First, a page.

Posted by Eli Cohen
On Feb. 18, revolutionary alt-rock band Radiohead released its eighth studio album, "The King of Limbs," and received overwhelmingly positive reviews from critics all over the world.
The album was originally scheduled for a Feb. 19 release, but for reasons unknown the band decided to push the drop date forward one day.
The first reactions from many Radiohead fans were uniform. A general satisfaction seemed to be the consensus among fans on campus.
The eight-track album, which wraps up at 37 minutes of total playtime, has already provoked a plethora of wide-ranging conspiracy theories, as only Radiohead has been able to do for years now.
One of the only musicians better at inspiring conspiracy theories is Robert Johnson, the man notorious for allegedly selling his soul to the devil at the Crossroads in exchange for his supernatural guitar-playing ability.
Another musical group that, like Radiohead, rivaled its ability to prompt such theories was The Beatles, the band that managed to convince an entire generation that its bassist, Sir Paul McCartney, was dead.
There are two most agreed-upon (and rational) theories revolving around "King of Limbs": it was either released with the intent that there would be a follow-up album released not far in the future, or that it was released as a remix album.
What exactly is a remix album? This is a good question, especially in the era of dubstep and hip-hop remixes.
No one is suggesting that Kanye is going to be sampling this album. This conspiracy theory directly correlates with another Radiohead conspiracy: the "01-10" theory, which combines their albums "OK, Computer" and "In Rainbows."
The first song from "OK, Computer" is followed by the first song on "In Rainbows" and this pattern continues throughout both albums.
But enough about conspiracies. Let's get to the actual music. Despite the praise given in critics' reviews, many listeners have ended up unimpressed by the album.
Now, there is no way to claim that a band as talented and groundbreaking as Radiohead released a bad album, and one who would say such a thing would be isolated from the world of music.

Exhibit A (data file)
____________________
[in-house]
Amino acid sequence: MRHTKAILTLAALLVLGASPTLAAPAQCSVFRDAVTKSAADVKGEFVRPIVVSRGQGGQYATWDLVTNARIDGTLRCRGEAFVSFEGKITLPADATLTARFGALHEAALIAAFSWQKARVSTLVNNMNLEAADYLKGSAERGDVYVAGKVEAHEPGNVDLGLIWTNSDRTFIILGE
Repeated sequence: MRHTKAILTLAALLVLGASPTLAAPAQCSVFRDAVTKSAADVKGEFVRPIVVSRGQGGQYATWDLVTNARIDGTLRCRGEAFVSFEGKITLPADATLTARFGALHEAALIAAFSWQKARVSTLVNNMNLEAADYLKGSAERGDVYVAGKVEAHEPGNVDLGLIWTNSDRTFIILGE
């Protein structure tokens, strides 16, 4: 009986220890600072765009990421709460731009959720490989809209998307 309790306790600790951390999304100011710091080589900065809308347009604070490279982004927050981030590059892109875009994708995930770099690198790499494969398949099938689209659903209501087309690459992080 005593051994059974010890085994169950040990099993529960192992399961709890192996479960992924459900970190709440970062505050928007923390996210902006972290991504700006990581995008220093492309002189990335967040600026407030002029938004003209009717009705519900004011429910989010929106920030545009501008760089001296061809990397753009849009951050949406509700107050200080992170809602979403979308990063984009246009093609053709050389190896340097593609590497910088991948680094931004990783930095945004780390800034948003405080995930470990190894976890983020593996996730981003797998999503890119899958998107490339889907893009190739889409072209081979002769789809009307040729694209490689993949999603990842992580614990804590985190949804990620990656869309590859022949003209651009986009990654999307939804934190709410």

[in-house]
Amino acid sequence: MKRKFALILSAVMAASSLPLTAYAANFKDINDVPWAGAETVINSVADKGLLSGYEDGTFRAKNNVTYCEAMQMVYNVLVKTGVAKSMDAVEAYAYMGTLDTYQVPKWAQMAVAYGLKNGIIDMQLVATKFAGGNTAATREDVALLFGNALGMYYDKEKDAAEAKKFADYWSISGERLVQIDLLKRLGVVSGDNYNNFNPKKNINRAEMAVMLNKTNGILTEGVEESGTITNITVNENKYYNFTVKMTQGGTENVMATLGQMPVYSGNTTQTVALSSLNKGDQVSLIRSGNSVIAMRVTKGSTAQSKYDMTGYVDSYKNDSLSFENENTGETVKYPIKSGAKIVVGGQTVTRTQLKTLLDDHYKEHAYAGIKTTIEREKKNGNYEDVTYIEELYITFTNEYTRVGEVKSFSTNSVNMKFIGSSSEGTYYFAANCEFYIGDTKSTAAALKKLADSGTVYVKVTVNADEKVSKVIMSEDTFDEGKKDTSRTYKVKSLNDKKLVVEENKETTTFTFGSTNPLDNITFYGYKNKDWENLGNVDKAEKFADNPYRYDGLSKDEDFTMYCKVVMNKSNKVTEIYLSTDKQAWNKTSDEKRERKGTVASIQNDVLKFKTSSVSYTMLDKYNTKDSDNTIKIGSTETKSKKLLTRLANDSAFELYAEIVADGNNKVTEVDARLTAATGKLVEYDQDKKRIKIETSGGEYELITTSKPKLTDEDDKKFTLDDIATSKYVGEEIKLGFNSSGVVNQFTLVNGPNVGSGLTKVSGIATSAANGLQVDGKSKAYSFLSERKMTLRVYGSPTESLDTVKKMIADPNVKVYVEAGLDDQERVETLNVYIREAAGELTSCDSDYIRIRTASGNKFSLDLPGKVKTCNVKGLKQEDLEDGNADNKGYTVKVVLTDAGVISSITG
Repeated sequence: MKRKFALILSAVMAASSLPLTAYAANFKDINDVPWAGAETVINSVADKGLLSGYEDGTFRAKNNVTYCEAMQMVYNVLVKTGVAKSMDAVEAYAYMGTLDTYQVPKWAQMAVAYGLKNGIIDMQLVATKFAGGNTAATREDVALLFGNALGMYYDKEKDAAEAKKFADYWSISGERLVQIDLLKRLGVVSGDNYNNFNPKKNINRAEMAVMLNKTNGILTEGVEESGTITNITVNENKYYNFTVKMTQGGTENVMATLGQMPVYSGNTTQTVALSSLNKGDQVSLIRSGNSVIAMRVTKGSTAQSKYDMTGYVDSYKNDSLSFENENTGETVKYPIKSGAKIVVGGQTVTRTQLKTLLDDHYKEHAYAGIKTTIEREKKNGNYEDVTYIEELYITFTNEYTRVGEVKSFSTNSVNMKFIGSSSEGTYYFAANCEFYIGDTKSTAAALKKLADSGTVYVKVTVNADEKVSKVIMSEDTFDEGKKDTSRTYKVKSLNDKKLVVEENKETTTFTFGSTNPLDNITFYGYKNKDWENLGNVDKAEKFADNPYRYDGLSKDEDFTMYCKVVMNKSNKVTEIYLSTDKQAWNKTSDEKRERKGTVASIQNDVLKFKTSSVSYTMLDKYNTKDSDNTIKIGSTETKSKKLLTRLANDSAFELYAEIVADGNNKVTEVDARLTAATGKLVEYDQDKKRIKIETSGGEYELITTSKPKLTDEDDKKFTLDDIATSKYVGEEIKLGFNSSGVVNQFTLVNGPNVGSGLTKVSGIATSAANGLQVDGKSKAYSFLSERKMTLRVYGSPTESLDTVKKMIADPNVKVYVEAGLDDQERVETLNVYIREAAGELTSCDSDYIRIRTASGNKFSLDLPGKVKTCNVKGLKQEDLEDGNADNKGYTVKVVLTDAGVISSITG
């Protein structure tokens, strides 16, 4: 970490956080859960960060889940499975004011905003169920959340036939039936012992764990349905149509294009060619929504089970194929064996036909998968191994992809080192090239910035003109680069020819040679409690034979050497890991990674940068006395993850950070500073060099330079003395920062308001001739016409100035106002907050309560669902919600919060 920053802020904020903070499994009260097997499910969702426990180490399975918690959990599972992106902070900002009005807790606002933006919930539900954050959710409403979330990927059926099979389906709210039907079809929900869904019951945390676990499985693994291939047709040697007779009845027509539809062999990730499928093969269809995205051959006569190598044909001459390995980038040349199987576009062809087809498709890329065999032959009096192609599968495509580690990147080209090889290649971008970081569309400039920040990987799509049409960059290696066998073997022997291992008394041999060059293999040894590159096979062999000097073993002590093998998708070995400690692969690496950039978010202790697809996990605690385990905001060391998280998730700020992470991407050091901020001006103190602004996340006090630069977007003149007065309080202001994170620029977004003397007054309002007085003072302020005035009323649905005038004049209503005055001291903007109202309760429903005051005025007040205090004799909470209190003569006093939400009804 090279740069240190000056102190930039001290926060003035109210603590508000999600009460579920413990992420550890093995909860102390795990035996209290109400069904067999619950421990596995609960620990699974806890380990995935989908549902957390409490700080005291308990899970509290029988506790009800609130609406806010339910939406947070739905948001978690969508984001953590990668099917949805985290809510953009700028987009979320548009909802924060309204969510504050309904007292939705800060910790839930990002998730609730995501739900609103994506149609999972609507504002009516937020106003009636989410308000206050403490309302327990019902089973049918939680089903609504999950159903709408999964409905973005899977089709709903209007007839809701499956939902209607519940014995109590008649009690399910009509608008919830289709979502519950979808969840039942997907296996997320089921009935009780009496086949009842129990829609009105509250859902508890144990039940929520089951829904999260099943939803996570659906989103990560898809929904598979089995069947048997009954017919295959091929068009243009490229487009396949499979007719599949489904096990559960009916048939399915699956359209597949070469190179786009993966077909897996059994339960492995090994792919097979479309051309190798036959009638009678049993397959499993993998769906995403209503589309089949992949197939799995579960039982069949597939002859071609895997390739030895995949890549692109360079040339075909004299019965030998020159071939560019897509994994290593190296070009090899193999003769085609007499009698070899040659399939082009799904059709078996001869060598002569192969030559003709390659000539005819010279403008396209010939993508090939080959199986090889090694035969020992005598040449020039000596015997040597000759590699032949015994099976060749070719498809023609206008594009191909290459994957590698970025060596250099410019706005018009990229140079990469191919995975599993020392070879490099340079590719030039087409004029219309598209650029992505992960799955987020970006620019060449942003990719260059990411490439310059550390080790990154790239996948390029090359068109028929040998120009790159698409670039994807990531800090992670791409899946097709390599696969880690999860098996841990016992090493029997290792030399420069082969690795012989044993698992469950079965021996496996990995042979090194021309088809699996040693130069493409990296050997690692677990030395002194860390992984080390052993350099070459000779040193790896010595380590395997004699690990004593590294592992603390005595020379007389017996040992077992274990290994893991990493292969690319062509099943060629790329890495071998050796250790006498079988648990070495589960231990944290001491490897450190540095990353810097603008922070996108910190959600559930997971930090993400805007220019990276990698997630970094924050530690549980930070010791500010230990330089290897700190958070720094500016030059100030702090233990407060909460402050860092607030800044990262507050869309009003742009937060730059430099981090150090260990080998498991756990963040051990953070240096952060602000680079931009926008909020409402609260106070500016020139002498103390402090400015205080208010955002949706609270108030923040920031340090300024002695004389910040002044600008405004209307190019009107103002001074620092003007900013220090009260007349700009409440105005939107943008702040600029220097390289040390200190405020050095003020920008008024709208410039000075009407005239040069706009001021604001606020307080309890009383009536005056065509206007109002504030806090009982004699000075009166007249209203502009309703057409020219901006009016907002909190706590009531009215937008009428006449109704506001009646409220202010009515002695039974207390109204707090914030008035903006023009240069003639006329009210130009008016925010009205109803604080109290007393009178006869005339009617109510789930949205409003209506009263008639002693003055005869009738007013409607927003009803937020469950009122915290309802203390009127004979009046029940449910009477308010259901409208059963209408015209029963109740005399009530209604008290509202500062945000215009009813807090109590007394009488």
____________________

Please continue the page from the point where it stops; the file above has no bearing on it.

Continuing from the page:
However, "Kings of Limbs" is a far cry from Radiohead's previous works.
"Kings of Limbs" does not really hit its stride until "Lotus Flower," the album's fifth track that falls past the halfway point of the album.
The opening song, "Bloom," as well as "Feral" are interesting, but they seem almost a little too experimental, although some fans may not agree.
From "Lotus Flower" on, the songs begin to take more of a clear shape, and the album becomes an absolute delight to listen to.
This is especially true for "Codex," the track directly following "Lotus Flower", and "Seperator," the dramatic conclusion to the album.
Radiohead fans will tell anyone who will listen that any of their albums is absolutely worth having, and "King of Limbs" is no exception.
Keeping that in mind, fans should not build this album past its potential. It is a without a doubt a great album, but not one of Radiohead's best.
In the end, whether listeners will enjoy this album depends on how willing they will be to get past the first couple of rough patches. If so, they will find the album intensely gratifying to listen to.
Eli Cohen is a sophomore Music major from Middlebury, Vt.